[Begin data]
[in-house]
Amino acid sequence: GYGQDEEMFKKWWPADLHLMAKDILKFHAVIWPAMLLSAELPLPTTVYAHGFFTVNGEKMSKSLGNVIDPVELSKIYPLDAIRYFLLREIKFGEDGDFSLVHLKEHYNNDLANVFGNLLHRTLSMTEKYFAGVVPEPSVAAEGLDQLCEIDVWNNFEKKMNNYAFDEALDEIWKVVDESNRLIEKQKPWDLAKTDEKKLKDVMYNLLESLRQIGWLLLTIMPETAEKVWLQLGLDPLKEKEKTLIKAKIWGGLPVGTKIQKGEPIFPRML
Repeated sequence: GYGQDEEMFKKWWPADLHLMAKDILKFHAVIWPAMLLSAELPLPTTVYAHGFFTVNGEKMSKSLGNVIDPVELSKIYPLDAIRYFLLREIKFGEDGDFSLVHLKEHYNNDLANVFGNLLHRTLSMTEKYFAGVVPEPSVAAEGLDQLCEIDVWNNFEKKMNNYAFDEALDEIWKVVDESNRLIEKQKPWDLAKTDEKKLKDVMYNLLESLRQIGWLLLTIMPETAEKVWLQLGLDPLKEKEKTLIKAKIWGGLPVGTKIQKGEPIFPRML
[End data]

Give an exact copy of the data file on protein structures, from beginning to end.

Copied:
[in-house]
Amino acid sequence: GYGQDEEMFKKWWPADLHLMAKDILKFHAVIWPAMLLSAELPLPTTVYAHGFFTVNGEKMSKSLGNVIDPVELSKIYPLDAIRYFLLREIKFGEDGDFSLVHLKEHYNNDLANVFGNLLHRTLSMTEKYFAGVVPEPSVAAEGLDQLCEIDVWNNFEKKMNNYAFDEALDEIWKVVDESNRLIEKQKPWDLAKTDEKKLKDVMYNLLESLRQIGWLLLTIMPETAEKVWLQLGLDPLKEKEKTLIKAKIWGGLPVGTKIQKGEPIFPRML
Repeated sequence: GYGQDEEMFKKWWPADLHLMAKDILKFHAVIWPAMLLSAELPLPTTVYAHGFFTVNGEKMSKSLGNVIDPVELSKIYPLDAIRYFLLREIKFGEDGDFSLVHLKEHYNNDLANVFGNLLHRTLSMTEKYFAGVVPEPSVAAEGLDQLCEIDVWNNFEKKMNNYAFDEALDEIWKVVDESNRLIEKQKPWDLAKTDEKKLKDVMYNLLESLRQIGWLLLTIMPETAEKVWLQLGLDPLKEKEKTLIKAKIWGGLPVGTKIQKGEPIFPRML